The highly contagious Covid-19 delta variant may spark a fourth wave of infections in Kenya over the next two months, according to the East African nation’s Health Ministry.
The rapidly transmissible strain, first identified in India, is dominant in western Kenya, where it was initially detected in the country. The government imposed restrictions on movement in the region to try and stem it from spreading nationwide.
“If there’s a fourth wave in July-August, it will most likely be due to delta,” said Patrick Amoth, the acting director-general for Health at the ministry. Restrictions in western Kenya were imposed in a bid to “avoid a catastrophic fourth wave,” Amoth said by phone.
A new wave in Kenya would follow surges in cases in several African countries, including South Africa, Uganda and Namibia. South African President Cyril Ramaphosa tightened containment measures in his country as the delta variant became dominant in the commercial hub of Gauteng. Uganda closed its parliament for two weeks and said the army will help ramp up production of oxygen given a spike in demand.
Infection cycles could continue for a longer period in Africa as it lags behind the rest of the world in vaccination because of a shortage of doses, logistical challenges and hesitancy. Only about 0.8% of the population of Namibia is fully vaccinated, yet it’s the country where the infection rate over the last week is the highest in Africa.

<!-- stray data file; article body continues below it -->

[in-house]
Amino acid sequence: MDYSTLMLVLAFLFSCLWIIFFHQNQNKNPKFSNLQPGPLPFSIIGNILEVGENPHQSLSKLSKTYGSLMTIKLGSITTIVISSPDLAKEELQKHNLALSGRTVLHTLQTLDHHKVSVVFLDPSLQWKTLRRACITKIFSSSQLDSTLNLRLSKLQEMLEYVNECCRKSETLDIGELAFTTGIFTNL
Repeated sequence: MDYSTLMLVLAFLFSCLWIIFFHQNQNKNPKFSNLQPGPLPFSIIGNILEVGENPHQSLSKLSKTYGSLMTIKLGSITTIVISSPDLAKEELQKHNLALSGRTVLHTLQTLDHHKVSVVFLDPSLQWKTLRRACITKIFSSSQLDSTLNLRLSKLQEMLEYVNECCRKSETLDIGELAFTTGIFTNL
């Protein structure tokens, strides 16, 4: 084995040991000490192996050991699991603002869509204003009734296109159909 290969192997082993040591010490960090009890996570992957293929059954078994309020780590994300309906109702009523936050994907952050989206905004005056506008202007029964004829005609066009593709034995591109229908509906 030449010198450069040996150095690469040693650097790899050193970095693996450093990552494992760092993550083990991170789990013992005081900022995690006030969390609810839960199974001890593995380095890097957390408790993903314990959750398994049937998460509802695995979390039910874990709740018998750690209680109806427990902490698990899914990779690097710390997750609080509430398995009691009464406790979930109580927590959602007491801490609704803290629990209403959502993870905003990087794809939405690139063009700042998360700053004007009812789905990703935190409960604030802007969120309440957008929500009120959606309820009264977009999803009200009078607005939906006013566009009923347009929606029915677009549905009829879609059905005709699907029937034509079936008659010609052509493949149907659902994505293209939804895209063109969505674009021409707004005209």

Kenya had 183 603 confirmed Covid-19 cases and 3 621 deaths as of June 29, according to the Health Ministry.
The alpha variant, first identified in the UK, dominated Kenya’s third wave which peaked in March-April. The beta strain, first detected in South Africa, and alpha account for about 70% of the cases in Kenya’s capital, Nairobi currently, according to Amoth.
About 1.3 million people have been inoculated so far, of which 328 848 received their second doses.
The government expects to receive 13 million Johnson & Johnson vaccine doses from August and targets to inoculate more than 10 million people by end of December and the entire adult population of 26 million by end of 2022, President Uhuru Kenyatta said in a televised speech on Tuesday. He also announced plans to build a fill-and-finish vaccine facility in the “medium term,” and later set up a human-vaccine hub.
“It is now clear that we can not exclusively depend on foreign partners and their systems to resolve our health crisis,” Kenyatta said. “In that regard, we must substantially prepare ourselves for the next crisis.”